© 2017 – Routledge
288 pages | 11 B/W Illus.
This volume offers systematic analysis of China’s growing engagement in global governance institutions over the past three decades. During this period, China has gone from outsider to observer to insider. The volume is based on studies of Chinese involvement in a wide cross section of regimes, including trade, finance, intellectual property rights, foreign aid, and climate change.
The contributions show that China’s participation in global governance reflects the mutually interactive processes of China’s own socialization into the global community and the simultaneous adaptation of global institutions and actors to China’s growing activism. Both China and the international system are internally complex. Hence, Chinese engagement varies across economic regimes, yielding different results in terms of Chinese compliance, its influence on regimes, and the extent of cooperation and conflict in addressing challenges in international society. The chapters reveal that China is neither purely a savior nor scofflaw of the global economic system, and while China is a defender of the status quo in some areas, it is a reformer in others, and occasionally a revisionist in still other spheres.
A detailed analysis of many areas of global governance, this volume will be essential reading for students and scholars of international relations, Chinese studies and global governance.
Introduction: Learning to be insiders
1. China and the WTO
James Scott and Rorden Wilkinson
2. Being in the WTO: China's learning and growing confidence
3. Chinese and Japanese FTA strategies and their implications for multilateralism
Wei Liang and Junji Nakagawa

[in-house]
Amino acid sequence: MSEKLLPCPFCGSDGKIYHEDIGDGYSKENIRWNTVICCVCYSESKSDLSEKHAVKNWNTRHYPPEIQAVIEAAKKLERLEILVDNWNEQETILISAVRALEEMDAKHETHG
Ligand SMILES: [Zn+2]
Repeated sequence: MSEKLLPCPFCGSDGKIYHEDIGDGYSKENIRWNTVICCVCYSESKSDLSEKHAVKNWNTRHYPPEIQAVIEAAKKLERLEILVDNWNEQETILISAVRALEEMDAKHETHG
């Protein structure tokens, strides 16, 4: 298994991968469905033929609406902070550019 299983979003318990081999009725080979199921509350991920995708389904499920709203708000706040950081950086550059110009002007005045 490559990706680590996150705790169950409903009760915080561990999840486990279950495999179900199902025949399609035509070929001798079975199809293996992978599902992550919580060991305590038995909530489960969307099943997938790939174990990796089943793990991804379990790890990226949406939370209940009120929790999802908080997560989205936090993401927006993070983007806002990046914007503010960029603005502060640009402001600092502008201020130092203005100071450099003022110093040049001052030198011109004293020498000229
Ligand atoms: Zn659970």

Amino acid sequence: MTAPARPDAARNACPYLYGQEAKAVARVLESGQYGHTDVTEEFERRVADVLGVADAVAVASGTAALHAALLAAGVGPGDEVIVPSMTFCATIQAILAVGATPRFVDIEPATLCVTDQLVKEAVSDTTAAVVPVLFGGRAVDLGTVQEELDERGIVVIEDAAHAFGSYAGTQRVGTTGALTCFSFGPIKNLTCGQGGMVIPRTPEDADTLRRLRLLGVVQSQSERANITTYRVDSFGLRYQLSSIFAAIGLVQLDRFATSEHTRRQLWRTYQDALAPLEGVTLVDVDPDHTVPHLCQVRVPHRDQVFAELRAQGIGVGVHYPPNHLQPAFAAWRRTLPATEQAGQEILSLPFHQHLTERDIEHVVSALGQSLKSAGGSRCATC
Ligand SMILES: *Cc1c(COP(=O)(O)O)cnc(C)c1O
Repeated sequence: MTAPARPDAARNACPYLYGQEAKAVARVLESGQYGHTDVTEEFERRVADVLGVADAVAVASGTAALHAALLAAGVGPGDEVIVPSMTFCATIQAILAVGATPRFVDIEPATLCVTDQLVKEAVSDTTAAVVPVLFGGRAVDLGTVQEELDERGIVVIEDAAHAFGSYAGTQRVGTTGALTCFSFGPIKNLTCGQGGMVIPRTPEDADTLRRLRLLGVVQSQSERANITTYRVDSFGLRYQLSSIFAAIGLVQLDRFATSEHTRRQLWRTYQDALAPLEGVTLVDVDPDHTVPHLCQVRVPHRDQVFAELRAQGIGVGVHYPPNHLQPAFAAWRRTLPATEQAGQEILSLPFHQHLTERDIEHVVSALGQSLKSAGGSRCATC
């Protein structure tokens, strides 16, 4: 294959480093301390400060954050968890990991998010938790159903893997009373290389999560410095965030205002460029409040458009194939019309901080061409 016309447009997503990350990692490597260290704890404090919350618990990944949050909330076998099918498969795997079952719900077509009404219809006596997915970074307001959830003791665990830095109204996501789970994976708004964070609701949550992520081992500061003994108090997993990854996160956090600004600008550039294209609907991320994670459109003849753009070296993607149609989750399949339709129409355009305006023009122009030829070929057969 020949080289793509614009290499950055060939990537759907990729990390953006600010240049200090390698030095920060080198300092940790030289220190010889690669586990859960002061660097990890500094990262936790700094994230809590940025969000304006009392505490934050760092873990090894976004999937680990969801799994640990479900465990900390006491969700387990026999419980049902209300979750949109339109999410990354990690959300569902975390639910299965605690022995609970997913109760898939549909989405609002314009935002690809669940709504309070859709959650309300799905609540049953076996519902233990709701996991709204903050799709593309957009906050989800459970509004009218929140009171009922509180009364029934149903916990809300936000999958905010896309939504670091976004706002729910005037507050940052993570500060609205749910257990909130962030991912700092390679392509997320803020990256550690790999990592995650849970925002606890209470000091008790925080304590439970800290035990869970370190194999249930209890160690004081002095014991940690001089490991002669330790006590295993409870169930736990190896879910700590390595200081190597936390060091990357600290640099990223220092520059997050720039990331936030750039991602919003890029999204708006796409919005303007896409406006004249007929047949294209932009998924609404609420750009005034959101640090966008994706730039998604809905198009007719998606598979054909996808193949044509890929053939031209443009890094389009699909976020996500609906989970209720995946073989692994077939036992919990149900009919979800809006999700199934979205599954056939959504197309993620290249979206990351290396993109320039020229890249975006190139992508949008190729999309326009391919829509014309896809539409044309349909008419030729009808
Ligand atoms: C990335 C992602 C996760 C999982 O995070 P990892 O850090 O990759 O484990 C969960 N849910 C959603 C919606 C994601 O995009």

4. Organizational factors in China's GPA accession negotiations
5. China and the G20: A reform-minded status-quo power
6. China's role in global governance: A comparison of foreign exchange and intellectual property
Bruce Reynolds and Susan K. Sell
7. China’s involvement in global health governance: Progress and challenges
8. Learning by doing: China's role in the global governance of food security
9. China's rise as development financer: Implications for international development cooperation
10. China and global labor standards: Making sense of factory certification
Tim Bartley & Lu Zhang
11. Domestic politics and Chinese participation in transnational climate governance
Thomas Hale & Charles Roger
The "Global Institutions Series" is edited by Thomas G. Weiss (The CUNY Graduate Center, New York, USA) and Rorden Wilkinson (University of Sussex, UK).
The Series has three "streams" identified by one of three cover colors:
Together these streams provide a coherent and complementary portrait of the problems, prospects, and possibilities confronting global institutions today.